Male caregivers report more positives in caring for stroke survivors
Transitioning to the caregiver role for a spouse who recently had a stroke may be unsettling, particularly for men.
Hospice caregivers should be screened early to prevent depression, anxiety
A study at the University of Missouri School of Medicine found that nearly one-quarter of caregivers were moderately or severely depressed and nearly one-third had moderate or severe anxiety.
NIH funds $2 million study of caregivers of relatives with bipolar disorder
With a four-year, $2 million National Institutes of Health grant, nurse scientists at Case Western Reserve University will conduct one of the first studies to test ways family members can maintain and improve their health while caring for relatives with bipolar disorder.
Article: Clinicians should address needs of family caregivers of persons with dementia
More than 15 million family members and other unpaid caregivers provide care to persons living with dementia in the United States.

Related Caregivers Reading:

The Conscious Caregiver: A Mindful Approach to Caring for Your Loved One Without Losing Yourself
by Linda Abbit (Author)

Daily Comforts for Caregivers
by Pat Samples (Author)

The Caregiver's Toolbox: Checklists, Forms, Resources, Mobile Apps, and Straight Talk to Help You Provide Compassionate Care
by Carolyn P. Hartley (Author), Peter Wong (Author)

Caregivers: The Unsung Heroes of Our Day
by Dr. Tom Randall (Author), Dawn Randall (Author)

The Caregiver's Guide to Self Care: Help For Your Caregiving Journey
by Msn. Rn Jane Meier Hamilton (Author)

Caregiver's Survival Guide: Caring for Yourself While Caring for a Loved One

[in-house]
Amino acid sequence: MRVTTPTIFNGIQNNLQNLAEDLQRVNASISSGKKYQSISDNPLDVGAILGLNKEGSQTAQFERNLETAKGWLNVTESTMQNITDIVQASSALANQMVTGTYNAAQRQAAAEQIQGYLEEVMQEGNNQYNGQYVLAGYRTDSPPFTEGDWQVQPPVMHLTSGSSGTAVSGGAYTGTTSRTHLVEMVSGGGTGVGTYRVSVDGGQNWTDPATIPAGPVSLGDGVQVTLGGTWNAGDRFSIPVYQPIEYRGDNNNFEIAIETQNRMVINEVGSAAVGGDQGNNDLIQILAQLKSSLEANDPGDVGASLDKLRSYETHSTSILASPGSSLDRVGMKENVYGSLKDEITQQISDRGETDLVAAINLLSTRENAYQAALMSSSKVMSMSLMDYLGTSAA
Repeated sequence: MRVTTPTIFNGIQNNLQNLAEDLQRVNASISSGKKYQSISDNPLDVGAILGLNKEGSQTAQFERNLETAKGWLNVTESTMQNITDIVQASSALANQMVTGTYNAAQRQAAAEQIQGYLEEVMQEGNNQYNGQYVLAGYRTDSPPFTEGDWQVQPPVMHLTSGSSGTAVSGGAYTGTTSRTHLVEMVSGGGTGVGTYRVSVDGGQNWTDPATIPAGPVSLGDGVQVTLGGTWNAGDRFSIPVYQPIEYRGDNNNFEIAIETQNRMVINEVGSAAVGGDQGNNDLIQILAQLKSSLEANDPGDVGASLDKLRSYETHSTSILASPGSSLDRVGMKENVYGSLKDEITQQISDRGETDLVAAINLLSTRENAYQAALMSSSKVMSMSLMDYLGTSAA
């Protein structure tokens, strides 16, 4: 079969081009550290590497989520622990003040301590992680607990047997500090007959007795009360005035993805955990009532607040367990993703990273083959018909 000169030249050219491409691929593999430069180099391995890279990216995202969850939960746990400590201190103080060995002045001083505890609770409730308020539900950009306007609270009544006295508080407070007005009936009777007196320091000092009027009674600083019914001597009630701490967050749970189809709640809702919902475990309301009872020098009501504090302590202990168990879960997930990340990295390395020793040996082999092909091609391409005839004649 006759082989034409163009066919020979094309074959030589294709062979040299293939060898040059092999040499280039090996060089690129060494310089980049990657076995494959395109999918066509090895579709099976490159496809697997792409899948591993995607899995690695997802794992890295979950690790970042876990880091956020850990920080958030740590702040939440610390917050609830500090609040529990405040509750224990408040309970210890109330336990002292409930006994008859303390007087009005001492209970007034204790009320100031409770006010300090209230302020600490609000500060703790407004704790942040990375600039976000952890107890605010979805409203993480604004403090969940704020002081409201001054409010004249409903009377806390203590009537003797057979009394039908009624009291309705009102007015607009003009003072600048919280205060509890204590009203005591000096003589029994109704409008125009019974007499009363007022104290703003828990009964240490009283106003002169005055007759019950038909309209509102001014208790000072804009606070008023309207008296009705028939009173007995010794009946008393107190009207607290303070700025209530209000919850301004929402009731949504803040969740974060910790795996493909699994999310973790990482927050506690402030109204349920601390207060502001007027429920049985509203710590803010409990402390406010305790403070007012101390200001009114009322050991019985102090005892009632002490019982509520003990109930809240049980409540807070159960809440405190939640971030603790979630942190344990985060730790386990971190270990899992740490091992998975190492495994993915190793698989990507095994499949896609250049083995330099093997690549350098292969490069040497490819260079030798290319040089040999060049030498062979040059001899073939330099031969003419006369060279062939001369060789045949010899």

by Robert Yonover (Author), Ellie Crowe (Author)

Daily Comfort for Caregivers
by Barbour Publishing (Author)

The Caregiver
by Samuel Park (Author)

AARP Meditations for Caregivers: Practical, Emotional, and Spiritual Support for You and Your Family
by Da Capo Lifelong Books

A Caregiver's Guide to Lewy Body Dementia
by Helen Buell Whitworth "MS BSN" (Author), James Whitworth (Author)

Best Science Podcasts 2018

We have hand picked the best science podcasts for 2018. Sit back and enjoy new science podcasts updated daily from your favorite science news services and scientists.
Now Playing: TED Radio Hour

Hacking The Law
We have a vision of justice as blind, impartial, and fair — but in reality, the law often fails those who need it most. This hour, TED speakers explore radical ways to change the legal system. Guests include lawyer and social justice advocate Robin Steinberg, animal rights lawyer Steven Wise, political activist Brett Hennig, and lawyer and social entrepreneur Vivek Maru.
Now Playing: Science for the People

#495 Earth Science in Space
Some worlds are made of sand. Some are made of water. Some are even made of salt. In science fiction and fantasy, planet can be made of whatever you want. But what does that mean for how the planets themselves work? When in doubt, throw an asteroid at it. This is a live show recorded at the 2018 Dragon Con in Atlanta Georgia. Featuring Travor Valle, Mika McKinnon, David Moscato, Scott Harris, and moderated by our own Bethany Brookshire. Note: The sound isn't as good as we'd hoped but we love the guests and the conversation and we wanted to...